Easy improv 3

Aaaaand we’re headed for the finish line!

Each block needs to be squared up. Now I don’t mean each block has to be a square, but they do need to have ‘squared up’ sides. I do not try to make them all the same size right away unless they are very small to start with. This group is quite large–the block on the right is about 16 x 20.

Scrap improv 3-1

You can lay them out close together or spaced out to help you plan where you might want additional background “space” as you go along.

Scrap improv 3-2

Oh–I think this post is going to get long! It just ocurred to me that maybe you don’t have a clear idea of how to square up those blocks. If you do, skip to the bottom to see the final layout!

So…it’s easiest to start by picking one edge to be your base line–the straight edge from which everything else is measured.

Scrap improv 3-3

It doesn’t matter which edge you use–I picked the left edge in the picture above and the top edge in the picture below.

Scrap improv 3-4

The lines on my cutting mat become really important to me now. I line that base edge up along one line and use my ruler to determine how wide a strip I will need to attach to the side to be able to square it up.

Scrap improv 3-5

You can see that this would probably work well with a 3″ strip.

Scrap improv 3-6

Better to have it a bit too big…sew it on, press it and line it up again to trim it square. Sometimes you get lucky and you can use what you trimmed on another, shorter side!

Scrap improv 3-7

Continue on until all those blocks are square. You don’t have to add a strip to your base line edge. I kind of like to leave that until I start putting the rows together. It’s easy to measure and cut to fit at that point.

Scrap improv 3-8

Where to start with final assembly? As you can see, each block can be a different size. Select what will be your widest (or longest) row and trim or add fabric to each block to make them fit together. Adjust as needed, but it can be wherever you wish in the row!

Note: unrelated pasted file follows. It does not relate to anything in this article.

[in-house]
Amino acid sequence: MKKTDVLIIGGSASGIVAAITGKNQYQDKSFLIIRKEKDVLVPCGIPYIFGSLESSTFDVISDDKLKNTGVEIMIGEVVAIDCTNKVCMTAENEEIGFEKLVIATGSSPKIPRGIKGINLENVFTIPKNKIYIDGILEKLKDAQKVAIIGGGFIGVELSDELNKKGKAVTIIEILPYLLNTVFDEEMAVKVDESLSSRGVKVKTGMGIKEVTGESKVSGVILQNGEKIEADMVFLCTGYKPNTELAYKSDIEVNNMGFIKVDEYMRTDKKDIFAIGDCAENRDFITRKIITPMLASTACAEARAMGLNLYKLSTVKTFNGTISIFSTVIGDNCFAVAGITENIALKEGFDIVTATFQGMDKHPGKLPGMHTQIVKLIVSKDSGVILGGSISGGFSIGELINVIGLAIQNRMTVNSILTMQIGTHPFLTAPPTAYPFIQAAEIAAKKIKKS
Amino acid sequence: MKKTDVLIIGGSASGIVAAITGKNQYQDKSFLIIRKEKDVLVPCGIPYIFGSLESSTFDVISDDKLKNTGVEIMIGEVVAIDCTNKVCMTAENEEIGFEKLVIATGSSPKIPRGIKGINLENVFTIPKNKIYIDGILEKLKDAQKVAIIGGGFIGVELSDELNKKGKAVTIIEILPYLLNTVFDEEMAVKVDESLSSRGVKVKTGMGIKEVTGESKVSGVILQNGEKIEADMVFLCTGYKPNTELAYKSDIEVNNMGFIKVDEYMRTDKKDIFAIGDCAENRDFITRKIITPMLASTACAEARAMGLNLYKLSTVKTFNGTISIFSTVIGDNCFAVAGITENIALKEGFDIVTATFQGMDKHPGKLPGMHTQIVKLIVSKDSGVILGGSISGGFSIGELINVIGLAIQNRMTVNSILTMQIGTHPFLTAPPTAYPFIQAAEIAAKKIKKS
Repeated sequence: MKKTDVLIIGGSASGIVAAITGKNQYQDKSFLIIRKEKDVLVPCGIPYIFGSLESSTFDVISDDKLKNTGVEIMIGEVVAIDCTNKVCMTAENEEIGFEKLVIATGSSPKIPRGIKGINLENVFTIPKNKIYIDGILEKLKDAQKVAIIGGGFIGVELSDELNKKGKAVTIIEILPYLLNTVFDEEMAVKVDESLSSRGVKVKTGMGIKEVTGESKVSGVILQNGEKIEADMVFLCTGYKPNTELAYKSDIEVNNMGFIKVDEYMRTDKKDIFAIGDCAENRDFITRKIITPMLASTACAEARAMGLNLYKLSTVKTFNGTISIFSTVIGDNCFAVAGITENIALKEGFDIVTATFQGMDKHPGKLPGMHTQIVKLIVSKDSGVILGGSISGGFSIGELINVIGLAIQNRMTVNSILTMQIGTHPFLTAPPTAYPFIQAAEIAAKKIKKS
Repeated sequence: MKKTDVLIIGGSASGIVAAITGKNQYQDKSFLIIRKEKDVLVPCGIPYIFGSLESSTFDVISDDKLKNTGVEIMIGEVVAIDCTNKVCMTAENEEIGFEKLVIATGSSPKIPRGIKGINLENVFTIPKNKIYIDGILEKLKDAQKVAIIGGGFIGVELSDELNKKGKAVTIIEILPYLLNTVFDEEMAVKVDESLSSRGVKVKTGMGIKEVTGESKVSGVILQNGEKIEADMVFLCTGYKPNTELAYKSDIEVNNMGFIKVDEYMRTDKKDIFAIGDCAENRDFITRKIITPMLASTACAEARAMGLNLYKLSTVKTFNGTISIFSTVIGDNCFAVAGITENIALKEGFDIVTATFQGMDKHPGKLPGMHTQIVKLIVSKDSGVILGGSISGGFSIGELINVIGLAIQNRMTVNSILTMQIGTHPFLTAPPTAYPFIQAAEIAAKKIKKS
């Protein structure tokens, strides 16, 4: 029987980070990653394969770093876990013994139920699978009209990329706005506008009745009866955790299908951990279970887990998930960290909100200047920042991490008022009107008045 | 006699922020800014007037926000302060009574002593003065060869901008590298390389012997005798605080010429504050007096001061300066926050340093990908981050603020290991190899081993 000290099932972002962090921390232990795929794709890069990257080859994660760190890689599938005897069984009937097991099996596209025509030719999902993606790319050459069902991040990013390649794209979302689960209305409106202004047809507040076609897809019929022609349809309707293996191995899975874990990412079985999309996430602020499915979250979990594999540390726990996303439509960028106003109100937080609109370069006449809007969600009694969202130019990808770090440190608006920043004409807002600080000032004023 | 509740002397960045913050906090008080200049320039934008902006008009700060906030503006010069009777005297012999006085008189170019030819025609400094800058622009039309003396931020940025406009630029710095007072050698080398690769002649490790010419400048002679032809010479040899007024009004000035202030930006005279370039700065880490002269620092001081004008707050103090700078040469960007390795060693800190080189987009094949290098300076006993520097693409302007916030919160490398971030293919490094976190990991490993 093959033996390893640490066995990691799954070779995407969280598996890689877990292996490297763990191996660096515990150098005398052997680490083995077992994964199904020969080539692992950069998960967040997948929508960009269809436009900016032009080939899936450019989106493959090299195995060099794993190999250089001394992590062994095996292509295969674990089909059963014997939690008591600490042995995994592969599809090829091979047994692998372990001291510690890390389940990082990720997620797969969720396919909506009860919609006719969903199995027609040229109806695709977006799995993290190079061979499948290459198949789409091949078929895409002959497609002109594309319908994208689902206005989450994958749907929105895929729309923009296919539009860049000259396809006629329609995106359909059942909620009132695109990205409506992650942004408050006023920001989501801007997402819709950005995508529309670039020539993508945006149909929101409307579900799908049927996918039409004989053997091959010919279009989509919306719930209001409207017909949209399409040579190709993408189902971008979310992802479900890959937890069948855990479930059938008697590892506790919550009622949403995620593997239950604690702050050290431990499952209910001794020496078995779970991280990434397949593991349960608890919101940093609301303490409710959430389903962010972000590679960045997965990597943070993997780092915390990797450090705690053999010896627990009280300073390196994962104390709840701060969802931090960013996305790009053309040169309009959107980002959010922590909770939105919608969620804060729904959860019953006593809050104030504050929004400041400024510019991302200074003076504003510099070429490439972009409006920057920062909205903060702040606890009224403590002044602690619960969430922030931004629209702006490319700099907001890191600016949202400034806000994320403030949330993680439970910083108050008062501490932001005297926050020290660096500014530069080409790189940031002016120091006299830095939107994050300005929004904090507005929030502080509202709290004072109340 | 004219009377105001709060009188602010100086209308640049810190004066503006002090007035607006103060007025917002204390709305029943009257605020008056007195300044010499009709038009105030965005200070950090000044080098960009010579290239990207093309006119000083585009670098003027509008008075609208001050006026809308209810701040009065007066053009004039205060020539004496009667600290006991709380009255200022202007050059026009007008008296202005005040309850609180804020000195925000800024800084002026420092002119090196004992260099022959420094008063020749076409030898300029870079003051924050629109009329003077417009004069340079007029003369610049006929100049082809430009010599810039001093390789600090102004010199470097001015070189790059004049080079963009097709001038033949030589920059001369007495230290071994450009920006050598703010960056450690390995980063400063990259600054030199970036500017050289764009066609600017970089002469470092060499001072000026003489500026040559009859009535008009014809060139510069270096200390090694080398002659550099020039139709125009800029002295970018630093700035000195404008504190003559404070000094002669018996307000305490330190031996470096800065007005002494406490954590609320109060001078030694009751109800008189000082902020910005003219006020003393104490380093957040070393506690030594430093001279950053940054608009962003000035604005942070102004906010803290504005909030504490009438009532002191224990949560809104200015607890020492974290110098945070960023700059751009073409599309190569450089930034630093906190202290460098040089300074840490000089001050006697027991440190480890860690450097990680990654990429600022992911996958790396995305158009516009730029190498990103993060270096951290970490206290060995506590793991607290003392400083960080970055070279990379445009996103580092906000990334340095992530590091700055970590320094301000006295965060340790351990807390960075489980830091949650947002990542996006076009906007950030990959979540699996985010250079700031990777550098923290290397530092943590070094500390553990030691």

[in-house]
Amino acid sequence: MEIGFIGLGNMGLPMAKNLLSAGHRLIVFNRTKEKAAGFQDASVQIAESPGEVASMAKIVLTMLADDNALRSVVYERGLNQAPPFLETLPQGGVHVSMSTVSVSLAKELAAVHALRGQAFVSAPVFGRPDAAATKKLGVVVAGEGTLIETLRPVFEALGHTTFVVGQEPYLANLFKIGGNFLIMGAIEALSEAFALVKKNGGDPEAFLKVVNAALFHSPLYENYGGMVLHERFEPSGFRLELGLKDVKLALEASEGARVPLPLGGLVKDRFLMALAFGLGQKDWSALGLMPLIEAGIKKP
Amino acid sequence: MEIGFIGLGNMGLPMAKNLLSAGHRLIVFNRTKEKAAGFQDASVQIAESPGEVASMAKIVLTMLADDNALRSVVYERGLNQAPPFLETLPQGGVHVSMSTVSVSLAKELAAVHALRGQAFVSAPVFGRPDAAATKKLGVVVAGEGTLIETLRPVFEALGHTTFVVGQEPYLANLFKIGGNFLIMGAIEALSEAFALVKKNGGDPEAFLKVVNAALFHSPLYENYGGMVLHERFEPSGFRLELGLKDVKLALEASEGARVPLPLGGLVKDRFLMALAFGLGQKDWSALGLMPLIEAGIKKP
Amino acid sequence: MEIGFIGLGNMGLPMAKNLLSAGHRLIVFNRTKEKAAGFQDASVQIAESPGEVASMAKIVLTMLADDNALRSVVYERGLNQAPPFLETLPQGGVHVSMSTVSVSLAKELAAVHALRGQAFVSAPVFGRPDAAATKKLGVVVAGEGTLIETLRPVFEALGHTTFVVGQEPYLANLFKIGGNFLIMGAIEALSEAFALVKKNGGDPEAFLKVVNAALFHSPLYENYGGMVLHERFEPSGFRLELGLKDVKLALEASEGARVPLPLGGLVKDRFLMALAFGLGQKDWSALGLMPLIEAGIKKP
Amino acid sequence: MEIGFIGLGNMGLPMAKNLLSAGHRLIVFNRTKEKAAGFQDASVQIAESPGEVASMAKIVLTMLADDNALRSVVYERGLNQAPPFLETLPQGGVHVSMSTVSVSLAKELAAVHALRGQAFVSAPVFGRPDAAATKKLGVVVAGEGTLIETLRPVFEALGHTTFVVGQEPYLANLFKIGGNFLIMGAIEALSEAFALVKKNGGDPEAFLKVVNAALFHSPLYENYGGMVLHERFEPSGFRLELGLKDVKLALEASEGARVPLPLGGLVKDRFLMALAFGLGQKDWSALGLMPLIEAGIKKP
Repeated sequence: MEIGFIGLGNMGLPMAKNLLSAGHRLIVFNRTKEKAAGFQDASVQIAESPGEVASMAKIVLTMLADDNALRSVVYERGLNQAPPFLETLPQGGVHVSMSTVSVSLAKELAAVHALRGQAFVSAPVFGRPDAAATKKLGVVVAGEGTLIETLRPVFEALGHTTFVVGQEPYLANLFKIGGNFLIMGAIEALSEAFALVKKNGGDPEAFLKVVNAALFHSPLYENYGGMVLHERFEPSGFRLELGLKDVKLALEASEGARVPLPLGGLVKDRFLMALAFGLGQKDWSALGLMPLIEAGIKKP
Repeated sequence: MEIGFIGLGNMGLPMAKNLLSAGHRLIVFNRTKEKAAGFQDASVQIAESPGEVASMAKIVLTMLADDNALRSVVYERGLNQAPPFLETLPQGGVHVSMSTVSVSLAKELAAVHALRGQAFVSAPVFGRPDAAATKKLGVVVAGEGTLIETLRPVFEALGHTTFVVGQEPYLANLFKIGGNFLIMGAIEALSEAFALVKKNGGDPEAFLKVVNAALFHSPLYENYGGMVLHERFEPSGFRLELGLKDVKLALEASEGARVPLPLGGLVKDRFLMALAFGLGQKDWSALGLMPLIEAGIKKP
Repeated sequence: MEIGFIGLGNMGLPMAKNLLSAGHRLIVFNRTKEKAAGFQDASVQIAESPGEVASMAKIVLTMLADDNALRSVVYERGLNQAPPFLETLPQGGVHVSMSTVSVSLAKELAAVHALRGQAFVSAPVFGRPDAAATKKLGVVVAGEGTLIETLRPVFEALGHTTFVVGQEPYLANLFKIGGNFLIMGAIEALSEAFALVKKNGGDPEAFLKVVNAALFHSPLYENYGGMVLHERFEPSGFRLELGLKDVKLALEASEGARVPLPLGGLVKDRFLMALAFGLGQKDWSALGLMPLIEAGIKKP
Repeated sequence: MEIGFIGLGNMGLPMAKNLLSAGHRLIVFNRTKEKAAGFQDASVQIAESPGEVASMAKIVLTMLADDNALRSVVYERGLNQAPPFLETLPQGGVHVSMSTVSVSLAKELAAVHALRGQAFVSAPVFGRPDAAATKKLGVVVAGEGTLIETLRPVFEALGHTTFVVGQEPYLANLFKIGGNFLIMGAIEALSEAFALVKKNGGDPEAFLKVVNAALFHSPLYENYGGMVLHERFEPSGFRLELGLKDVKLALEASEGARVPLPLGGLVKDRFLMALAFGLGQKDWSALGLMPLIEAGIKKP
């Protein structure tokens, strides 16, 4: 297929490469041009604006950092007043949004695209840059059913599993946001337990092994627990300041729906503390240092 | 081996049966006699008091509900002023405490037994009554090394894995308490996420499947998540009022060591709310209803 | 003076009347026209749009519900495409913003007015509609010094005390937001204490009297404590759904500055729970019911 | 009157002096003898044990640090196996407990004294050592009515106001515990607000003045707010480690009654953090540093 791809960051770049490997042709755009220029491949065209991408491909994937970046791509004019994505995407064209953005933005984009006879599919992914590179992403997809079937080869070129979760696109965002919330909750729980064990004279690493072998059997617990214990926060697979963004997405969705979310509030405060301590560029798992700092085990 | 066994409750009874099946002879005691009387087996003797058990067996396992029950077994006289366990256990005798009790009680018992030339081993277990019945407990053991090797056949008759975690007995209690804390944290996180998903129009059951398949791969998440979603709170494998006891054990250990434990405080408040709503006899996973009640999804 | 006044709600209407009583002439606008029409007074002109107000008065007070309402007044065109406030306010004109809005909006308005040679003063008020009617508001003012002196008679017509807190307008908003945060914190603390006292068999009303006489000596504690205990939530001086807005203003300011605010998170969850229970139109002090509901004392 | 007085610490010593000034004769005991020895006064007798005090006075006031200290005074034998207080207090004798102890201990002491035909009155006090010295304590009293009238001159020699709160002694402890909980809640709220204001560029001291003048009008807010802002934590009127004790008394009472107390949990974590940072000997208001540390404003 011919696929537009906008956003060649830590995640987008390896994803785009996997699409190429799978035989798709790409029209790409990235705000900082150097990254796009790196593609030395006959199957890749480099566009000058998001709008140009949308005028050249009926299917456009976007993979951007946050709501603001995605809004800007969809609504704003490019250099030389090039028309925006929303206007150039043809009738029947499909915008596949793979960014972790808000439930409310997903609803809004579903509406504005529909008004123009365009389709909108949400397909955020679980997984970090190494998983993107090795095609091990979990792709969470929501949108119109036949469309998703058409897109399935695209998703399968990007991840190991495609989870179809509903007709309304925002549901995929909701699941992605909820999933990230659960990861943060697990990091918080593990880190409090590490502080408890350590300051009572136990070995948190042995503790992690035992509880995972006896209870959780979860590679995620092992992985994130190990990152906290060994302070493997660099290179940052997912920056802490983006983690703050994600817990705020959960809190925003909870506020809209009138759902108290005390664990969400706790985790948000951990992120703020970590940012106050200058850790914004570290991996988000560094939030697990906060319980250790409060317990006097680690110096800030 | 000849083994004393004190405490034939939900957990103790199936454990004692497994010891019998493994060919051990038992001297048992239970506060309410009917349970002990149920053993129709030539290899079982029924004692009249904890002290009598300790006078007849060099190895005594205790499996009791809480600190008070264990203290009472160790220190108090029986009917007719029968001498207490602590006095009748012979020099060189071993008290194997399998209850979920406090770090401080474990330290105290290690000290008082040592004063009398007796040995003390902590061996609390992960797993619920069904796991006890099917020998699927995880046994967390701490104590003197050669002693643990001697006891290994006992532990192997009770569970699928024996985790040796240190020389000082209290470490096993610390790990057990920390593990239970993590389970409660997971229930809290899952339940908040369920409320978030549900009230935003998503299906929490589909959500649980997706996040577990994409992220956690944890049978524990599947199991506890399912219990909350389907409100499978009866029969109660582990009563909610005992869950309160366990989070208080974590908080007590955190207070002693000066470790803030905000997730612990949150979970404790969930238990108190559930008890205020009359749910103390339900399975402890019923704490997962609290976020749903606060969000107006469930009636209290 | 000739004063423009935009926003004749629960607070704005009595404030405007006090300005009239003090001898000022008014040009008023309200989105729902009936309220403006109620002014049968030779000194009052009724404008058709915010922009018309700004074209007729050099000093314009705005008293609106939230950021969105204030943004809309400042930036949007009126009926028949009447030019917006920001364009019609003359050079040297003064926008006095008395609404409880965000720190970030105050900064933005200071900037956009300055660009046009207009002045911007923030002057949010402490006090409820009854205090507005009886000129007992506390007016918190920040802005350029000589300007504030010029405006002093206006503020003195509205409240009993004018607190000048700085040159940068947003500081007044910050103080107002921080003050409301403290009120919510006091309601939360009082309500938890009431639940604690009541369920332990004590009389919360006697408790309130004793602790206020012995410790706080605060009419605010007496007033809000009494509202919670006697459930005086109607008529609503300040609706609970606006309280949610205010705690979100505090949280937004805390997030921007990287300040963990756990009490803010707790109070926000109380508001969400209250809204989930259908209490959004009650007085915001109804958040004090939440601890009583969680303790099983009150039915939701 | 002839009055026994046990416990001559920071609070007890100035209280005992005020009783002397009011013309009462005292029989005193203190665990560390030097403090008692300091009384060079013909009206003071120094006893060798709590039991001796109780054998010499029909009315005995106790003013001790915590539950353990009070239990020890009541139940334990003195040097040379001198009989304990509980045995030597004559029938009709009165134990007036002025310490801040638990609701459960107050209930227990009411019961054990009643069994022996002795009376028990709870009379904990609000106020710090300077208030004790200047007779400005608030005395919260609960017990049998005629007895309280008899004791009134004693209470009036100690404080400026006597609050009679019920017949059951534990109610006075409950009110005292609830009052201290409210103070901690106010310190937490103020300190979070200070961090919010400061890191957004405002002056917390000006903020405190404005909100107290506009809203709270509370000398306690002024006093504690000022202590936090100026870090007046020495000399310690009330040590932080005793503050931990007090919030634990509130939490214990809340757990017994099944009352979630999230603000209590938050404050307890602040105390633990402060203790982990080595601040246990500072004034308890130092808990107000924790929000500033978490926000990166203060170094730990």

Scrap improv 3-9

Then make every other row to that same width or length. Make the blocks in each row the same height/width by adding/trimming strips and then add/trim strips to make it the same as your first row. I added some blue to some of my base edges and did not for others.

Again, do the same for each row and then sew the rows together!

Voila! A finished improv quilt top!

Scrap improv 3-11

I never had any intention of adding a border, but the question needs to asked for any project! The only border I might add to this one is a bit more blue all around…maybe!

Does anyone see the irony of this project? It started as a way to use up a pile of blue/green scraps that I had. It’s finishing with a pile of…

Scrap improv 3-10

 

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6 thoughts on “Easy improv 3

  1. This piece is just great…..AND……though I should know how this type of quilt is constructed…..I really didn’t. I’m SO anal….it never occurred to me that such piecing was a method I could actually live through!! Your instructions were very helpful….thank you!

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    • That’s exactly why I wrote about it this way. I would like the entire world of quilt enthusiasts to know that improv isn’t hard!

      On Thu, Jul 2, 2015 at 3:35 PM, Quirks Ltd. wrote:

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    • I don’t make bed quilts anymore either, but it doesn’t seem to matter what I make–my scrap piles continue to grow. I think they breed when they are alone down there in the dark basement!

      On Thu, Jul 2, 2015 at 9:05 AM, Quirks Ltd. wrote:

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  2. Scraps breed scraps! This is fun, and thanks for the tutorial. I’ve framed/squared blocks, of course. But I haven’t gone the next step of making the different rows sized differently. That adds a lot to the interest.

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    • It’s a simple way to get a unique look and I hope it makes someone try something new! But yes, you can’t make anything, even from scraps without making more!

      On Thu, Jul 2, 2015 at 7:54 AM, Quirks Ltd. wrote:

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